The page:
Following the victory of the Euromaidan movement in Kyiv, President Yanukovych fled the capital and a change of power was implemented. This resulted in the emergence of information regarding the specific activities of the "guests" in Crimea and eastern Ukraine. In Crimea, the so-called "green men" – military personnel in camouflage without identifying insignia – began to appear in key locations. Furthermore, they began to occupy key facilities. Concurrently, the "little men" were fully supported by local separatists (analogous to the "uprising of workers and peasants in Lori" during the occupation of Georgia in 1921). It was evident that the separatist leaders and the "green men" had established a clear and coherent coordination in advance, as evidenced by the seamless and effective manner in which they operated. It is evident that the separatists sought to portray themselves as guests. The capture of the strategically important Simferopol airport by separatists and "green men" was facilitated by the actions of Armen Martoyan, nicknamed "Samvel". Initially, Armen Martoyan, better known as "Samvel," emerged as one of the most prominent representatives of the Armenian community of Crimea, participating in the activities of the separatist so-called "people's militia." On 23 February 2014, ten companies were established in the vicinity of the Supreme Council of the Autonomous Republic of Crimea, as part of the separatist forces engaged in conflict with Crimean Tatars, who were in favour of maintaining the unity of Ukraine.  Martoyan was appointed commander of the 4th company of the 1st consolidated regiment of the separatists.

On 27 February 2014, the company under Martoyan's command, in conjunction with the special forces of the Russian Black Sea Fleet's marines, the so-called "green men," stormed Simferopol International Airport and compelled Ukrainian servicemen to evacuate the premises. Subsequently, Martoyan himself, as depicted in the Russian propaganda film "Crimea: In the film "The Way to the Motherland," Martoyan describes his preparations for a sabotage on the runway of Simferopol airport. He states, "We put barrels—we were ready to set fire to them." He then describes the actions of the other participants, noting that they lit torches and that he called Aksyonov. He recalls, "I said, Valeryevich, I am on the runway and ready to set fire." Aksyonov's response was to request a delay, stating, "Wait, Samvel, for the command." In point of fact, within 30 seconds, he issues the command, "Samvel, we have completed our task. We have informed Kiev that the runway has been taken over."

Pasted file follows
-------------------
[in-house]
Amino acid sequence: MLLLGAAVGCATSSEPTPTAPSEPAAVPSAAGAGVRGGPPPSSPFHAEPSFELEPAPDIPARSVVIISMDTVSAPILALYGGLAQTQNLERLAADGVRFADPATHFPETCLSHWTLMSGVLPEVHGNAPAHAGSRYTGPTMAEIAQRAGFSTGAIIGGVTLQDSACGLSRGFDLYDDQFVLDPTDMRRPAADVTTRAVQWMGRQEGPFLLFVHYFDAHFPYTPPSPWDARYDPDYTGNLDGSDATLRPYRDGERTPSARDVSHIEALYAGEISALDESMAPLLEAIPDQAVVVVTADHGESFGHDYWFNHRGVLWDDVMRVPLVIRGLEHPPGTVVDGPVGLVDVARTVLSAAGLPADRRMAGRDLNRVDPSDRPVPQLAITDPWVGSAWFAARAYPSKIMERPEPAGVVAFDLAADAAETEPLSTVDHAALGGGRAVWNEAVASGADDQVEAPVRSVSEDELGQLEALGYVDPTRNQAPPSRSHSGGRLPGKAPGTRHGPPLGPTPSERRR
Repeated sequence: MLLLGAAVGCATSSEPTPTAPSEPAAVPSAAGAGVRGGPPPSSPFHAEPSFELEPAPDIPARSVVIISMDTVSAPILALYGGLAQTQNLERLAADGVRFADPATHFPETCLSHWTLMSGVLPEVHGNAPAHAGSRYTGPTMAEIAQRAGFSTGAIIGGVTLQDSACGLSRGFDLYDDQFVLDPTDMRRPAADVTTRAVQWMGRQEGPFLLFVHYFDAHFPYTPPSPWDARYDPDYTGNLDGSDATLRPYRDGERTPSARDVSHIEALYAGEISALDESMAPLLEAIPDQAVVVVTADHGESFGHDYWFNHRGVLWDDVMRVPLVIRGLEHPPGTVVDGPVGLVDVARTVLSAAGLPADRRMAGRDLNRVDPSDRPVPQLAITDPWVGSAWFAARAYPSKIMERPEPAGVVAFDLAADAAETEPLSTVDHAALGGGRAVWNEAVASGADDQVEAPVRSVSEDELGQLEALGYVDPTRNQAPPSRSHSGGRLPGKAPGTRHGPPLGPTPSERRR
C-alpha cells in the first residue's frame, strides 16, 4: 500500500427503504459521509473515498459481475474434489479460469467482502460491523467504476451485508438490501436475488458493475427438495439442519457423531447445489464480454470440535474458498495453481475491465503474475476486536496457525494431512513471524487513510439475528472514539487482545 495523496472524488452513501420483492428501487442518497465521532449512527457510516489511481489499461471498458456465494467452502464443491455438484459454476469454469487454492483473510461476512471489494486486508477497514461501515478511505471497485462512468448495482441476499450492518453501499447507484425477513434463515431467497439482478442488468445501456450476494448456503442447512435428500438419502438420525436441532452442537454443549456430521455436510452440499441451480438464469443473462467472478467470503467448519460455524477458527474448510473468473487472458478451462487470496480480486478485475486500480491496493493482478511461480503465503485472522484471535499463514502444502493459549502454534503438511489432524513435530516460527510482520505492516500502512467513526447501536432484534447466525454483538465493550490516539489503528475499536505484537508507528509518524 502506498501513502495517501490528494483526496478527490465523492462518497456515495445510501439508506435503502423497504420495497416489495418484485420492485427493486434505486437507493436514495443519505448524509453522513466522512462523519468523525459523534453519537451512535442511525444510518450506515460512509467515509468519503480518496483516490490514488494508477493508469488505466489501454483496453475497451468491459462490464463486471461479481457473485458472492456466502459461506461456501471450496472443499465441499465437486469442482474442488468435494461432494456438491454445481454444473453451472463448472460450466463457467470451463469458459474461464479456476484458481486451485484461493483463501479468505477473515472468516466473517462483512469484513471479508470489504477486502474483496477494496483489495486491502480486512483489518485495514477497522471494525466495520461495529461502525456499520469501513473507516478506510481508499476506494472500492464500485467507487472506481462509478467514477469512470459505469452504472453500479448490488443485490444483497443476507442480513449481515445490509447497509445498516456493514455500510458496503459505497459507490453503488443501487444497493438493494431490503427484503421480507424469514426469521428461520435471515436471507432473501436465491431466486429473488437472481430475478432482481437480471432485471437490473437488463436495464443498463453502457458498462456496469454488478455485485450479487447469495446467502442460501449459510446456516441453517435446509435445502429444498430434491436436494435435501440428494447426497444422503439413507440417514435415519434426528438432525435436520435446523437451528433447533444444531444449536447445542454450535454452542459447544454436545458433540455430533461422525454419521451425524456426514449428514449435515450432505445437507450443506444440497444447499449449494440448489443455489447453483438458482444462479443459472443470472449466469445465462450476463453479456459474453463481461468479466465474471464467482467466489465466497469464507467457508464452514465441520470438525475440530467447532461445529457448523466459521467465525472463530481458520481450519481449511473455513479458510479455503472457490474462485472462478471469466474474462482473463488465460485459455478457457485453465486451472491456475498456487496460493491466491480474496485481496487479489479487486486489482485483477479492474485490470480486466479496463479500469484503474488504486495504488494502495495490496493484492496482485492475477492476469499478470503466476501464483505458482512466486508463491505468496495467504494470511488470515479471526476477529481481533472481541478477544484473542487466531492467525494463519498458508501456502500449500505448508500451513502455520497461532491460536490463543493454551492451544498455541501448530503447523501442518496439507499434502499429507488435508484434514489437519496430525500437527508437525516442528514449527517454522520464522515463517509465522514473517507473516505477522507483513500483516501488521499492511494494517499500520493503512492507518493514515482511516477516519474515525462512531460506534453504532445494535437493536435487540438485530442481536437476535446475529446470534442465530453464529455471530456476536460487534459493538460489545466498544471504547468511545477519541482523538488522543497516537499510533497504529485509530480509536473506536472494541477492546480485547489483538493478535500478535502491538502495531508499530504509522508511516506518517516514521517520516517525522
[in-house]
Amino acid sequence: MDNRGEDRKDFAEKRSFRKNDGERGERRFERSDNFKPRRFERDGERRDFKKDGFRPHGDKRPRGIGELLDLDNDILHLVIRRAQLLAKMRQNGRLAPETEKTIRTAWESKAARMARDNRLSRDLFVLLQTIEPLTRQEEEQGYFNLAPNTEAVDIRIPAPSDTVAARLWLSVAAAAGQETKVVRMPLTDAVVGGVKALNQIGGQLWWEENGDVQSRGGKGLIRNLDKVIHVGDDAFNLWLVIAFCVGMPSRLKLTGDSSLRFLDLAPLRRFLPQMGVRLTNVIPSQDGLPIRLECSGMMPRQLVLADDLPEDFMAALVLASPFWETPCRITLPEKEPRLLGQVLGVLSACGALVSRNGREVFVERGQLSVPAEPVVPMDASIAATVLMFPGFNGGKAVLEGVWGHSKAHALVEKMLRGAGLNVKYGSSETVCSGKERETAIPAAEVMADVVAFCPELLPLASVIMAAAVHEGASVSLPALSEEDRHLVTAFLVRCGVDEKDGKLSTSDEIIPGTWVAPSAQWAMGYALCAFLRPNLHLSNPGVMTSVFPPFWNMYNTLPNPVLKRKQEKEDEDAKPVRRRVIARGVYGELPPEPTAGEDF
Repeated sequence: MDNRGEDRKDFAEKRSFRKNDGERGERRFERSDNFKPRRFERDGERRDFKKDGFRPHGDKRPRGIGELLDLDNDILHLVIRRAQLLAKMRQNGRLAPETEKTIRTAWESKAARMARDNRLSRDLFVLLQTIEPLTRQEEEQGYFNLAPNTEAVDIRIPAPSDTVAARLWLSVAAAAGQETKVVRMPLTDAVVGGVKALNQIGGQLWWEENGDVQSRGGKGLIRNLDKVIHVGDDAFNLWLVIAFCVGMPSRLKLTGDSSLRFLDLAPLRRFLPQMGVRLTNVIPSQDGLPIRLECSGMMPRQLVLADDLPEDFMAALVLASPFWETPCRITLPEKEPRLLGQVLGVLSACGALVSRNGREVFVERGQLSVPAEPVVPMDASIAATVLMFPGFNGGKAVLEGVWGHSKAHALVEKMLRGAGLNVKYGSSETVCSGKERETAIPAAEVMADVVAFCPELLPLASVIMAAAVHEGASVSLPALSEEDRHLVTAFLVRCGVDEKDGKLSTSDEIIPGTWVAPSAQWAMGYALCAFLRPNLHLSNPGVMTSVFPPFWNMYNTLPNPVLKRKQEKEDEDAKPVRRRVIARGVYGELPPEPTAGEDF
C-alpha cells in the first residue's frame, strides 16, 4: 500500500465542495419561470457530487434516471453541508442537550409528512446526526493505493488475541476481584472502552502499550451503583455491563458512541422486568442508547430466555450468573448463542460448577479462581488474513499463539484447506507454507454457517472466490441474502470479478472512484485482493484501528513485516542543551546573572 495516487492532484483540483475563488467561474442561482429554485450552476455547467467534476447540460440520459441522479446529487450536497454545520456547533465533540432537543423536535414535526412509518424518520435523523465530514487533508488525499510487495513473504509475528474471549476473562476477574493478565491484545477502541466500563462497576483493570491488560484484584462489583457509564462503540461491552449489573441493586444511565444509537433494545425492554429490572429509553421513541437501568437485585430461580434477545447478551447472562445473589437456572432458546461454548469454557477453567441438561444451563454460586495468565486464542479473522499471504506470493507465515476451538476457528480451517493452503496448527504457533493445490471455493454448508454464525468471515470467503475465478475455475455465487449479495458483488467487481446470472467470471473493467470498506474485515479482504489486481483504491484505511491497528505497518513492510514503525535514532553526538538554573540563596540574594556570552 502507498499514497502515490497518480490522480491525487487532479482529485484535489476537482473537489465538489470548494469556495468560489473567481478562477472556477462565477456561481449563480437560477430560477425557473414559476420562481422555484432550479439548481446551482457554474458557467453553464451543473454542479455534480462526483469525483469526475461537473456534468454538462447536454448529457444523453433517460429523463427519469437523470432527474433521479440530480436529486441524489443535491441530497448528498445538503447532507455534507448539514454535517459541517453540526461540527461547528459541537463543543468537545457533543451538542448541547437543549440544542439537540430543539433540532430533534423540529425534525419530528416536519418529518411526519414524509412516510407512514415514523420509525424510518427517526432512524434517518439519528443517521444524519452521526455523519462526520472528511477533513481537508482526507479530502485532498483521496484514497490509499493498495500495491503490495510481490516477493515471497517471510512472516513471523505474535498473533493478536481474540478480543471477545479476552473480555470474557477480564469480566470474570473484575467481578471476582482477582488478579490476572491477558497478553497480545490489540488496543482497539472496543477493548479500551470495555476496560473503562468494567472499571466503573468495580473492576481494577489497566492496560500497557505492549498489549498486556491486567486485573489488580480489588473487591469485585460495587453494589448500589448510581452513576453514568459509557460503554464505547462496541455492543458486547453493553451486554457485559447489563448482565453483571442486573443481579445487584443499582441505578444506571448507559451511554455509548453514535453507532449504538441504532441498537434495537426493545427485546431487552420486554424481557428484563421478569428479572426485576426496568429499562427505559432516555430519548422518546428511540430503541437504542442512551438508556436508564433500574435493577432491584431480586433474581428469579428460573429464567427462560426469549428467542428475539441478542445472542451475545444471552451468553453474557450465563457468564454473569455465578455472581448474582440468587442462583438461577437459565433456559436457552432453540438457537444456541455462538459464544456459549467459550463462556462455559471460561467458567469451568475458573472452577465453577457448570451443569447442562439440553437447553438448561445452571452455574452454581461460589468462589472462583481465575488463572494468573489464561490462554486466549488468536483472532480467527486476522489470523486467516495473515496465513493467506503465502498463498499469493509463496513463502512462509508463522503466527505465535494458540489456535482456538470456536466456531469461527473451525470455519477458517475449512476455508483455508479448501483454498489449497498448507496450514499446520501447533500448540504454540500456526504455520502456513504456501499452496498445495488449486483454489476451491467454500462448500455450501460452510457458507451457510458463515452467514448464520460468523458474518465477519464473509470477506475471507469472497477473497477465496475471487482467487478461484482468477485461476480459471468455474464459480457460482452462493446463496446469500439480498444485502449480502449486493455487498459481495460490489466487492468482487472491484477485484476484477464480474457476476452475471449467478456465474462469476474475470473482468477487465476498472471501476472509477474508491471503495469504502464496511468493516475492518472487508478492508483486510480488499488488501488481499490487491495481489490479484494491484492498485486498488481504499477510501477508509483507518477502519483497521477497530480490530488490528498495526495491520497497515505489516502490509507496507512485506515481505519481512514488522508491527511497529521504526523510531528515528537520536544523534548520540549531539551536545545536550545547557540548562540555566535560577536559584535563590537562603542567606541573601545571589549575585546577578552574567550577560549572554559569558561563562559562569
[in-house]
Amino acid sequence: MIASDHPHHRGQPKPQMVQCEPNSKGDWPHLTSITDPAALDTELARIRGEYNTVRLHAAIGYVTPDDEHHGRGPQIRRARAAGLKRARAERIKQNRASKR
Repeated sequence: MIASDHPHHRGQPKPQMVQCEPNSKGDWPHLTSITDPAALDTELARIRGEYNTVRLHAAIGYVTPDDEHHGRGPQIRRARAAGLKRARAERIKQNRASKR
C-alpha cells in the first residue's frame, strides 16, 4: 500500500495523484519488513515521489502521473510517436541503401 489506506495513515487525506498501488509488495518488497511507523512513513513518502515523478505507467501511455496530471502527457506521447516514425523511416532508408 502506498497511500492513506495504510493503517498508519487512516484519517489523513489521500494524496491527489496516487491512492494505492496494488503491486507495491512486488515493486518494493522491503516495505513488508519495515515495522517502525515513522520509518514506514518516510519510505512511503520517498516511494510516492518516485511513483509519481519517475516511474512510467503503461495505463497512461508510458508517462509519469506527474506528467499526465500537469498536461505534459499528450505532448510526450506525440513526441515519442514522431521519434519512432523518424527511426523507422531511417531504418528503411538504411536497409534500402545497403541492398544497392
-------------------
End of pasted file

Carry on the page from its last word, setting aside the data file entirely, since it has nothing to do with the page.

The question arises as to whether such individuals will not appear in the vicinity of Georgia's strategic facilities in the event that the appearance of "green men" becomes a reality. It is worth recalling that in 2020, local "Javakheti" separatists staged a rally (which was actually blocked for some time) near a military unit of the Georgian army in Akhalkalaki, demanding that the Georgian military "not close the road". The greater the instability in the political situation in Georgia, the greater the probability that separatists and "green men" will exploit this instability.


Varden Tsulukidze